Your Sigmoidoscopy

 

         

 

 


Sigmoidoscopy

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Sigmoidoscopy is a procedure in which a doctor looks in your rectum, sigmoid colon, and descending colon.  A length of flexible tube connected to a fiberoptic camera is used. A light is transmitted through the scope to the tip by a bundle of light fibers. The doctor uses this light to look at your rectum, sigmoid colon, and part of your descending colon through an eyepiece or video screen.  A colonoscopy is similar except that the doctor examines the entire length of your colon.  This website will help you understand what is involved.

Individuals should discuss with their doctors the risks and benefits of all screening procedures. Some controversy exists over how often people without risk factors for cancer should be screened and which detection method should be used for them.

Guidelines for Adults Age 50 and Over with Average Risk. The following are the five screening options recommended by the National Cancer Institute for people age 50 and over who have no symptoms and no family history of colon cancer:

  • Fecal occult blood test (FOBT) or fecal immunochemical test (FIT) every year

  • Flexible sigmoidoscopy every 5 years

  • FOBT or FIT every year plus sigmoidoscopy every 5 years

  • Double-contrast barium enema every 5 years

  • Colonoscopy every 10 years

Choosing between Colonoscopy and Sigmoidoscopy. The choice between colonoscopy and sigmoidoscopy for routine screening for older adults with average risk is an area of intense debate. The issues are as follows:

  • Sigmoidoscopy is less costly, less invasive, quicker, and safer than colonoscopy. Although it allows inspection of only the left side of the colon, any abnormal findings from sigmoidoscopy trigger a full colonoscopy. Therefore, experts estimate that sigmoidoscopy can detect 80% of all significant problems.

  • Colonoscopy is more sensitive than any other current screening method for detecting colon cancer. It can find 75 - 90% of colorectal cancers. If the goal were to reduce the number of cancer cases, regardless of cost, colonoscopy would be the preferred approach. Colonoscopy, however, is more expensive than sigmoidoscopy and has a slightly higher risk for complications (bowel tears or bleeding when a polyp is removed).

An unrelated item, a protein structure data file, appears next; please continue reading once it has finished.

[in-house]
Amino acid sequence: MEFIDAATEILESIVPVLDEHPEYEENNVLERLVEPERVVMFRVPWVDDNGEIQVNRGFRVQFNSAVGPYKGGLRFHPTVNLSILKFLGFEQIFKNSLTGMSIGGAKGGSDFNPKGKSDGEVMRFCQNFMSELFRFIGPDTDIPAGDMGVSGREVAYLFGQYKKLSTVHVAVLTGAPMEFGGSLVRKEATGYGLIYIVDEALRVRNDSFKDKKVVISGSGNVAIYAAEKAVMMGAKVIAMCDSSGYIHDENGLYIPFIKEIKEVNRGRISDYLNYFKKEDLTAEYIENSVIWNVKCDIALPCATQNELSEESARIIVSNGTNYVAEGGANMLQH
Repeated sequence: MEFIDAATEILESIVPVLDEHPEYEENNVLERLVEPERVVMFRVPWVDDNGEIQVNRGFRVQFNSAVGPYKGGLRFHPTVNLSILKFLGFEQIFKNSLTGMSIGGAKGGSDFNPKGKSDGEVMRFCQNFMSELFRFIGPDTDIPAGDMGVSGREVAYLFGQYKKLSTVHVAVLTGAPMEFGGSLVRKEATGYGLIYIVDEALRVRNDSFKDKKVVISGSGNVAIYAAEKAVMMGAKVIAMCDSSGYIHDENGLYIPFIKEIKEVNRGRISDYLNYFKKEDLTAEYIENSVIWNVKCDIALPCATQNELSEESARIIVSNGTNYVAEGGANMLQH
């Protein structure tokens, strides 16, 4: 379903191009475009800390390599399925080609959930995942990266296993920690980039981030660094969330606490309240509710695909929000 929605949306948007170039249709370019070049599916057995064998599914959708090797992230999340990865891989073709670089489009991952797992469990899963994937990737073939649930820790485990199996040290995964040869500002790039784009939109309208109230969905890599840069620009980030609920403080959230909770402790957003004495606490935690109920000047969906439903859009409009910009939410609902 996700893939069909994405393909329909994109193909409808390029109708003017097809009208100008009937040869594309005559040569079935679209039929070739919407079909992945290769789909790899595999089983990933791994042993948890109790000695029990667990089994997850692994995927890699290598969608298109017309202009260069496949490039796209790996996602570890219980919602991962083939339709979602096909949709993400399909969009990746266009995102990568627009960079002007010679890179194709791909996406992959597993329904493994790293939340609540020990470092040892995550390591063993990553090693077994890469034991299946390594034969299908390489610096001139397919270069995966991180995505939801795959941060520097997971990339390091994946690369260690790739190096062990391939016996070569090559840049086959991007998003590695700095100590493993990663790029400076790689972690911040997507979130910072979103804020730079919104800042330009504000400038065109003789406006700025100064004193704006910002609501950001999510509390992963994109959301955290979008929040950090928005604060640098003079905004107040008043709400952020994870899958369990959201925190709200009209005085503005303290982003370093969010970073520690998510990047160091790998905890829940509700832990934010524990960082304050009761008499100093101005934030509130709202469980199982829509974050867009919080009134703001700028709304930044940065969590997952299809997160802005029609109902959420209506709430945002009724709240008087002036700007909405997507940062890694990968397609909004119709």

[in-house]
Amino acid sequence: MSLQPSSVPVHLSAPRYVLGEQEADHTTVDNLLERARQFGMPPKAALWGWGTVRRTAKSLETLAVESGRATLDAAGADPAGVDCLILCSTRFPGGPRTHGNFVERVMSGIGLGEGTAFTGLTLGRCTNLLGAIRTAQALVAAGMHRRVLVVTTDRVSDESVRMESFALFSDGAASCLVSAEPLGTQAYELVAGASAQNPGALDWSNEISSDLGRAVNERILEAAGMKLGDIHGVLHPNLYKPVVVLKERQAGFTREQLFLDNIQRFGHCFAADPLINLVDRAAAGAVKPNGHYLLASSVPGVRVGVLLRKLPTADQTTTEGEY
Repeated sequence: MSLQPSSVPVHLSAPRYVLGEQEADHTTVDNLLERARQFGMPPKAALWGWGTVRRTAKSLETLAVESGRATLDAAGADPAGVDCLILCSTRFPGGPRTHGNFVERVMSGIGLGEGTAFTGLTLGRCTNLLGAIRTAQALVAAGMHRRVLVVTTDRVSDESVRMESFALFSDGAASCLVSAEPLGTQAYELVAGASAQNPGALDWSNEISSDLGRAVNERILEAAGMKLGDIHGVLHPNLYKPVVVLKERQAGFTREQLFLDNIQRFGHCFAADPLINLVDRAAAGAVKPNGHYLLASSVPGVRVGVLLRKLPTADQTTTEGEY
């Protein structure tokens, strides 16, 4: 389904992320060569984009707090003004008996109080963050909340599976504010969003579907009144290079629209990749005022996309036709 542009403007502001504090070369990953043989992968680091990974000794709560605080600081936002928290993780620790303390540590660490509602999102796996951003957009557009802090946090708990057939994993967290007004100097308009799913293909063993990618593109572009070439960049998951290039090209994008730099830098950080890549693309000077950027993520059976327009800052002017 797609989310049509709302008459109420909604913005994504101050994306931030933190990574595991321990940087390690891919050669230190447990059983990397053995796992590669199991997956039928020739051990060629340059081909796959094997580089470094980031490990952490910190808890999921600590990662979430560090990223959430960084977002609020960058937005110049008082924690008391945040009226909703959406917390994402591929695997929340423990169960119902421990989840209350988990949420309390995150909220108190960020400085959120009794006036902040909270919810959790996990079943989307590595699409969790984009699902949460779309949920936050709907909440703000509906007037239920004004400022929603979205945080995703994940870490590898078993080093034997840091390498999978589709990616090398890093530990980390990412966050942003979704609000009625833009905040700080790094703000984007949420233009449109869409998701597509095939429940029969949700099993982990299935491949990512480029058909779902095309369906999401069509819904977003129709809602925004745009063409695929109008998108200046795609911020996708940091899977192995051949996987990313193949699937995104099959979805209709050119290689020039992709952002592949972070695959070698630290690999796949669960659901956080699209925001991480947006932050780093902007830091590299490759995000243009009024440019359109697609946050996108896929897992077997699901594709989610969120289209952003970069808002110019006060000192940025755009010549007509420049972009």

Screening, particularly with colonoscopy, in increased- and high-risk populations can save lives. The most important risk factors are a family history of colorectal cancer and personal history of colorectal cancer, polyps, or chronic inflammatory bowel disease. People with these risk factors should be screened before age 50 and may need more frequent screenings.

Guidelines for Increased-Risk Groups. Anyone with first-degree relatives diagnosed with colon cancer younger than 60, or with two relatives who have been diagnosed with colon cancer at any age, should consider beginning the standard screening regimen with a colonoscopy every 5 years, beginning at age 40 or 10 years before the youngest case in the family (whichever is earlier).

Men of African descent are also considered to be at increased risk for colon cancer and should discuss similar screening guidelines with their doctors.

Guidelines for High-Risk Groups. The following guidelines may be useful for specific high-risk groups.

  • People who have the mutated hereditary nonpolyposis colorectal cancer gene (MSH2 or MLH-). Frequent colonoscopy (for instance, every 1 - 2 years) beginning in their early 20s. (Regular screening for other cancers, such as uterine cancer, is also reasonable.)

  • People who have the mutated familial adenomatous polyposis (FAP) gene. Frequent screening with endoscopy (flexible sigmoidoscopy or colonoscopy) beginning in early puberty. Genetic testing is now recommended for family members of people with known FAP.

  • People with predisposing intestinal problems, such as widespread and active ulcerative colitis or Crohn's disease. Annual screening with colonoscopy with biopsies of suspicious areas.

Guidelines for Follow-Up After Detection of Precancerous Polyps. Patients who have had a previous examination in which polyps were detected (and removed) should have a repeat colonoscopy 1 - 3 years later, depending on the size, number, and type of polyps removed.

This information is not meant to be medical advice.  It is presented for informational purposes only.  You need to consult with your physician about your own circumstances.

 

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